AppCelera: Smart Compression

Packeteer's appliance provides advanced content management and acceleration capabilities.

Version 3.0 of Packeteer Inc.s AppCelera ICX-95 content acceleration appliance gains software-based management and content compression capabilities and upgraded hardware, offering sites a robust, easy-to-use, one-box system that enhances Web application performance.

Simply put, the AppCelera ICX-95 makes Web pages load faster for users with slow Internet connections. eWeek Labs tests showed that this appliance can offer a critical edge to e-commerce sites with graphics-intensive Web pages or pages with a lot of dynamic and SSL (Secure Sockets Layer) content.

The AppCelera ICX-95, released in October, stands out from competitors in its ability to compress a variety of Web content, be it static content such as HTML and XML or dynamic Active Server, JavaServer and PHP pages. The AppCelera also compresses graphical files, including JPEG, GIF and PNG formats.

The AppCelera ICX-95 is competitively priced at $24,000; the ICX-95 with SSL acceleration costs $28,000. Packeteer also offers SSL offloading in the ICX-75 but not on the ICX-55.

AppCelera ICX-95 uses built-in intelligence to make compression decisions based on the type of content, connection speed and kind of browser used. Rival Web appliances from Redline Networks Inc. and NetScaler Inc. provide intelligent server-side content acceleration; we recommend the AppCelera ICX-95, whether by itself or working behind another load balancing device, for companies that put a premium on end-user satisfaction, such as e-commerce sites.

The appliance determines the connection speed of the browser client and how much compression is needed. It compresses content based on the file types and can, for example, convert image files from one format to another to obtain a better compression rate.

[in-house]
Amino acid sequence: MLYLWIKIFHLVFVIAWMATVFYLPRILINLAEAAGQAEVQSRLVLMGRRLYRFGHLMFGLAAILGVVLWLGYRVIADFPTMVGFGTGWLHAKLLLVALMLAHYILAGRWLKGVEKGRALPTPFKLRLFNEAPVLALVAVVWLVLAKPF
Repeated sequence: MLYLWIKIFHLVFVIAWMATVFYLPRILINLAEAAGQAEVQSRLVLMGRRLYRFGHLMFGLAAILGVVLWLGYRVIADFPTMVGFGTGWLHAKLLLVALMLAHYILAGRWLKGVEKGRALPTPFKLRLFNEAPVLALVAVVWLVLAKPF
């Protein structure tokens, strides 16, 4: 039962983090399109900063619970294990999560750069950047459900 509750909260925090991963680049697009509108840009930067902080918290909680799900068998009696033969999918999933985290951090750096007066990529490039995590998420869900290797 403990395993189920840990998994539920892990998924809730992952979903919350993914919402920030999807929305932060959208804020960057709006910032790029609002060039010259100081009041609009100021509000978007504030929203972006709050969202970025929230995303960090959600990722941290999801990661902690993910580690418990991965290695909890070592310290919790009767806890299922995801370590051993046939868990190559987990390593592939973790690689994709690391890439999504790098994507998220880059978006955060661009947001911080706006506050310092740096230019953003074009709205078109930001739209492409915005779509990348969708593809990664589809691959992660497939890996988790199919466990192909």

New in Version 3.0 is the ability to compress Microsoft Corp. Office documents (including Word, Excel and PowerPoint files). The caveat is that Office files can be compressed only when served to Microsoft Internet Explorer 5.0 or later editions of the Web browser. (IE is currently the only browser that can handle compressed Office file types.)

The AppCelera appliance cannot improve the performance of streaming media file types such as Real Audio/ Video or MP3, and content that uses proprietary binary formats, such as Java applets, is also uncompressible. We believe caching solutions are the best bet for sites hosting Web pages with heavy media content.

The AppCelera appliance can be deployed close to back-end Web servers and can complement other network acceleration devices, including server load balancers and caching appliances.

The appliance runs Packeteers AppCelera Version 3.0 software on a standard hardware platform. The top-of-the-line AppCelera ICX-95 model has an Advanced Micro Devices Inc. 1.5GHz Athlon processor, 1GB of RAM, dual Gigabit Ethernet ports and redundant power supplies. Packeteer also offers the ICX-75 and ICX-55, which have slower processors and less memory, for sites that dont need all the muscle in the ICX-95.

Other content acceleration appliances take different approaches to faster Web application delivery. For example, Redlines T/X 2000 series uses a connection multiplexing technology to send many requests over the same connection to the Web server to improve latency. NetScaler offers Web content acceleration in its RS9200/9600 secure application gateways, which protect against denial-of-service attacks, in addition to SSL acceleration and traffic optimization through compression and caching.

In tests, we deployed the AppCelera ICX-95 inline on an internal test network with our Web servers, desktop clients and a Packeteer PacketShaper. The PacketShaper allowed us to simulate slow connections to our test clients. We set the PacketShaper to simulate 56K-bps modem connection speeds for our clients and used Windows 2000 Professional clients with IE 5.0 and a Windows 2000 Server running Internet Information Services 5.0.

We recorded the time it took two test pages—one graphics-intensive page and another with dynamic content and a Word document—to load on the test client with the 56K-bps connection with and without acceleration. We found that the AppCelera dramatically improved download speeds—in most cases, the pages loaded in half the time with the appliance running. As expected, we got the best results in the test with the Word document, since it was the most compressible of those tested.

The enhanced reporting capabilities in AppCelera 3.0 are also impressive: We could obtain useful diagnostic data such as response time changes, server response time and bandwidth savings. Unfortunately, the reports can be viewed only on a Web browser using Java applets and are not exportable.

Technical Analyst Francis Chu can be reached at